Problems after gallbladder cancer surgery

Most operations to remove gallbladder cancer are major operations. You usually have them in specialist centres. Like all operations there is a risk of problems or complications. 

A complication is anything that happens after surgery that makes your recovery more difficult. For example chest infections and blood clots are possible complications after any surgery.

Before offering surgery, your doctor makes sure the benefits of having the operation outweighs the risks. Discussing the risks with your surgeon will help you decide whether to have surgery or not.

Some complications can be serious and life threatening. But they are becoming less common as surgery is done at specialist centres where the surgeons do more of these operations.

Leakage of bile

Bile is a fluid that helps to digest food by breaking down fat. The liver makes bile which is stored in the gallbladder.

When the gallbladder is removed, special clips are used to seal the tube that connects the gallbladder to the main bile duct.

Sometimes after surgery bile fluid can leak out into the tummy (abdomen) when the gallbladder is removed. Symptoms of a bile leak include a swollen, painful tummy, feeling sick and a fever. A drainage tube can be left in, until the bile leak stops. 

Wound infection

Infection is a risk with any surgery. If you develop an infection you will need to take antibiotics. Usually, this clears up the infection. You might need to stay in hospital longer or go back into hospital if you need antibiotics through a drip.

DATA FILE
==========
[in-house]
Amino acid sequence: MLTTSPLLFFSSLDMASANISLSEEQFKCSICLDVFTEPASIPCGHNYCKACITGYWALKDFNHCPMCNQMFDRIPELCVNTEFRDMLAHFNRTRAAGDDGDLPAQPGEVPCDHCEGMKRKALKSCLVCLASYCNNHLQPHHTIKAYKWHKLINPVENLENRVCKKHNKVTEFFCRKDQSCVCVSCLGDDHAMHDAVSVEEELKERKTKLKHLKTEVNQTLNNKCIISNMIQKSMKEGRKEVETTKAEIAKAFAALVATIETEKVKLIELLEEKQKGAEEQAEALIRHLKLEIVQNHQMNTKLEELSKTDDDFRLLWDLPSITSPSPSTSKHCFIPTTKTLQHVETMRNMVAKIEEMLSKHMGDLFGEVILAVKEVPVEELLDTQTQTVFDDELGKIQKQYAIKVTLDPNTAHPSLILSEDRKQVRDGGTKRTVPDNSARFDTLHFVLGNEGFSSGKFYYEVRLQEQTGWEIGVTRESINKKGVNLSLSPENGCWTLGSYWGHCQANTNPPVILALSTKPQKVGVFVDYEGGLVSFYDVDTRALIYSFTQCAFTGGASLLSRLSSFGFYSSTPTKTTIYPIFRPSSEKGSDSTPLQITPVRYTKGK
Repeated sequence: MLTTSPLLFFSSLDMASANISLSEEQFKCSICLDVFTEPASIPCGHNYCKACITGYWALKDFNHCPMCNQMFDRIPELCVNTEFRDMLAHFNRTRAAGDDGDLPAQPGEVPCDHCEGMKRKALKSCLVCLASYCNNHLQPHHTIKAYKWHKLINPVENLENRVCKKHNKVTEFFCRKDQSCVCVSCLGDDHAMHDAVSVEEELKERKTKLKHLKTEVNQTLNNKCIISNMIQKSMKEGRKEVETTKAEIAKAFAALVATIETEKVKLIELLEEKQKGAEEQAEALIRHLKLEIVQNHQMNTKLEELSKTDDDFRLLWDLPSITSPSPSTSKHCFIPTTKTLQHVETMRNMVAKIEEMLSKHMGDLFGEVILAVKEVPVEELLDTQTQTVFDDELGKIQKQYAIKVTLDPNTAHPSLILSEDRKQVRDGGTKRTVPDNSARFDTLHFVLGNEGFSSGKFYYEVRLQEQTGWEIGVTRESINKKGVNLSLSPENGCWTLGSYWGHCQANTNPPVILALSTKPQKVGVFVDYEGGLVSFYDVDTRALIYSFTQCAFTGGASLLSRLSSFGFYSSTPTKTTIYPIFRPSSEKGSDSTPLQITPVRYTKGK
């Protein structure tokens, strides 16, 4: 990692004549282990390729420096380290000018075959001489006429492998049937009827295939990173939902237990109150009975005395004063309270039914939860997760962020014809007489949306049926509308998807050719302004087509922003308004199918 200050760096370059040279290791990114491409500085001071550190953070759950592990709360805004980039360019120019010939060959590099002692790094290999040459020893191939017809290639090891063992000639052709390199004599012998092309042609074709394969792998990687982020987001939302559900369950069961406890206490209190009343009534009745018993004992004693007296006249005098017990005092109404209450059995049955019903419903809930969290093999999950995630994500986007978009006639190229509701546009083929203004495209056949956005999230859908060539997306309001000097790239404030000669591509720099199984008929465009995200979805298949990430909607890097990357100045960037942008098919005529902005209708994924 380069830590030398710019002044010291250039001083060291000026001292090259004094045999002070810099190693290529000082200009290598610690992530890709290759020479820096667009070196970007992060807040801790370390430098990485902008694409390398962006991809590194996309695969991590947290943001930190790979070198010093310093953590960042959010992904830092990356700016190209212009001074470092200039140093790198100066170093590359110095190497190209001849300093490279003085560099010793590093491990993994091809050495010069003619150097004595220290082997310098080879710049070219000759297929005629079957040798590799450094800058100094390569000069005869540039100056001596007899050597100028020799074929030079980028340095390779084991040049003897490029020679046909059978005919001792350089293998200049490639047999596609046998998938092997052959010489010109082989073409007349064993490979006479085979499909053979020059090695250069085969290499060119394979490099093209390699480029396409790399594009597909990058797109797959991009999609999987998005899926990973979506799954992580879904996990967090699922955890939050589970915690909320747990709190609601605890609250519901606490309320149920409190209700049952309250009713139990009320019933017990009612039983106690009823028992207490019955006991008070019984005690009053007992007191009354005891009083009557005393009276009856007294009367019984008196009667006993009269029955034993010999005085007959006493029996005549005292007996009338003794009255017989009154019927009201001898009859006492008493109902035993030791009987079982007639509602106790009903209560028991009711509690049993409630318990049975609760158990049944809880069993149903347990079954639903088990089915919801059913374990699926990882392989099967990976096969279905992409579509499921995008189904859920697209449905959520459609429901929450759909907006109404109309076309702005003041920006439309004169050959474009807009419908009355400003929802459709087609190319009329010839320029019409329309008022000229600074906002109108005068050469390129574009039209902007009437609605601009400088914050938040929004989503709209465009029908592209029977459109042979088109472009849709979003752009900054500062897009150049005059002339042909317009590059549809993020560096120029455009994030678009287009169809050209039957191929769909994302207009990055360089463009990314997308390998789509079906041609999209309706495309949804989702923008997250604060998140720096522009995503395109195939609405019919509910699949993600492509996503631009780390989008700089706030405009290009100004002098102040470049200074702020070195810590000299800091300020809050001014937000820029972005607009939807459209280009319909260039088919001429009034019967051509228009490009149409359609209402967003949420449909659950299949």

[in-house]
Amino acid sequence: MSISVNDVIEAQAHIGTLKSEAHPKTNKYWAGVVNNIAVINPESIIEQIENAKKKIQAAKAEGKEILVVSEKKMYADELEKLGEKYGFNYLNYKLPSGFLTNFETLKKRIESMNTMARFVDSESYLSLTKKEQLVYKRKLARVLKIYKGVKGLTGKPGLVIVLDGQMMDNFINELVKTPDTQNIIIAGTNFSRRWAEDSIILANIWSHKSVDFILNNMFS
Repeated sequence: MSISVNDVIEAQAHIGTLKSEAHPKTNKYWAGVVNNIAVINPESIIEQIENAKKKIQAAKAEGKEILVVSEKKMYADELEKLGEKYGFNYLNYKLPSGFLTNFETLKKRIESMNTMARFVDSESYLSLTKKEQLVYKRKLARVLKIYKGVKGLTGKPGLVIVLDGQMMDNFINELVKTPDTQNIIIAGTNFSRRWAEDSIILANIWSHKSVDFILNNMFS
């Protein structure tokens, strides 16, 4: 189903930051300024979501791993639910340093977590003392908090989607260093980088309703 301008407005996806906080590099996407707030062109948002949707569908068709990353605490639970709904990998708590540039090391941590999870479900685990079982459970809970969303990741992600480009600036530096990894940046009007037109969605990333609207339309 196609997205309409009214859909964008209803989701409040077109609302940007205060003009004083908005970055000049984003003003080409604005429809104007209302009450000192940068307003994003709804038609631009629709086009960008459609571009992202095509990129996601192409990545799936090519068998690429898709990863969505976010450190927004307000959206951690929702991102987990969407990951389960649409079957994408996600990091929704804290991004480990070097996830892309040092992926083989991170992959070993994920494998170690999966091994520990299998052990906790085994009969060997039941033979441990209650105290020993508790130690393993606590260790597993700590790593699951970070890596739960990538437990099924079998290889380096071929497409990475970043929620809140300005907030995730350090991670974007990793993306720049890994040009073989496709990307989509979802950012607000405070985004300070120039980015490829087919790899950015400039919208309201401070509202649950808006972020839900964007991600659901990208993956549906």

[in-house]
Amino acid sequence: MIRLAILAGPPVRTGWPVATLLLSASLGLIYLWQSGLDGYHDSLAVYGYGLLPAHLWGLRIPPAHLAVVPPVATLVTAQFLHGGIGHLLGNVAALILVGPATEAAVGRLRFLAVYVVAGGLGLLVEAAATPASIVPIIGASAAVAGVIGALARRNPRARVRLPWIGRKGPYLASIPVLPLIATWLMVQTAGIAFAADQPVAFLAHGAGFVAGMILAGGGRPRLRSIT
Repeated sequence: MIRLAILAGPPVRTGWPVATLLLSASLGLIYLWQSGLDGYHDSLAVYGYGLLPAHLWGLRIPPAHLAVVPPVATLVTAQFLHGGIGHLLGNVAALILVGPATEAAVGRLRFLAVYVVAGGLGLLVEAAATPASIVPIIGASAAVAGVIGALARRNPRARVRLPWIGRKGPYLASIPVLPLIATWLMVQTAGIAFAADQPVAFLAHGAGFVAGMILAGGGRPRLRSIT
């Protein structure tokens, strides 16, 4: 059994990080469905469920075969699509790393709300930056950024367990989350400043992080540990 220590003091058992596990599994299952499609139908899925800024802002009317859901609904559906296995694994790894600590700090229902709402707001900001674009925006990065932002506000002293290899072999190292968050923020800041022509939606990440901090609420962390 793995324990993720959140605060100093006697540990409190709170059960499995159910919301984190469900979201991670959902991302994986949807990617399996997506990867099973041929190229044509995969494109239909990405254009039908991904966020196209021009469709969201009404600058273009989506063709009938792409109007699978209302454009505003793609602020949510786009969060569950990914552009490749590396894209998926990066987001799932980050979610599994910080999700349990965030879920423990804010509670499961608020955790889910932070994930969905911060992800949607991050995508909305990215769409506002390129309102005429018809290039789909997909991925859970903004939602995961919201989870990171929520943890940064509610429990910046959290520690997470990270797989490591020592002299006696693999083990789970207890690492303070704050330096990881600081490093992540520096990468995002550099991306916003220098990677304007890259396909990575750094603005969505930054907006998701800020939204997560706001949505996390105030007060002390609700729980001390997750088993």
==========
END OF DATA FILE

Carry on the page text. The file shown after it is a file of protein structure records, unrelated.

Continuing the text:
Tell your doctor, nurse or contact your 24 hour advice line if you have symptoms of an infection. Symptoms can include:

  • a temperature of above 37.5C or below 36C
  • red, swollen or warm sensation around the wound
  • fluid seeping from the wound (discharge)
  • feeling cold and shivery
  • feeing generally unwell


Sepsis is a serious complication of an infection that can be life threatening. Sepsis happens when the body reacts to an infection and attacks its own organs and tissues. 

Your healthcare team follow strict guidelines to help prevent infection following surgery. They will watch you closely and ask you if you feel unwell. Treating an infection early can stop it becoming a more serious problem. This reduces the risk of infection developing into sepsis.

Chest infection

Chest infection is a common complication of many operations. It happens because you are not moving around enough, or breathing deeply enough after your surgery. What you would normally cough up stays in your lungs and becomes a focus for infection.

You can help to prevent this by doing your deep breathing exercises. The physiotherapists and nurses will get you up as soon as possible to help you get moving.

Liver problems

Some people develop liver problems after surgery. Before you have surgery, you have tests to check how well your liver is working and to check for other liver conditions such as cirrhosis.

Liver problems could include: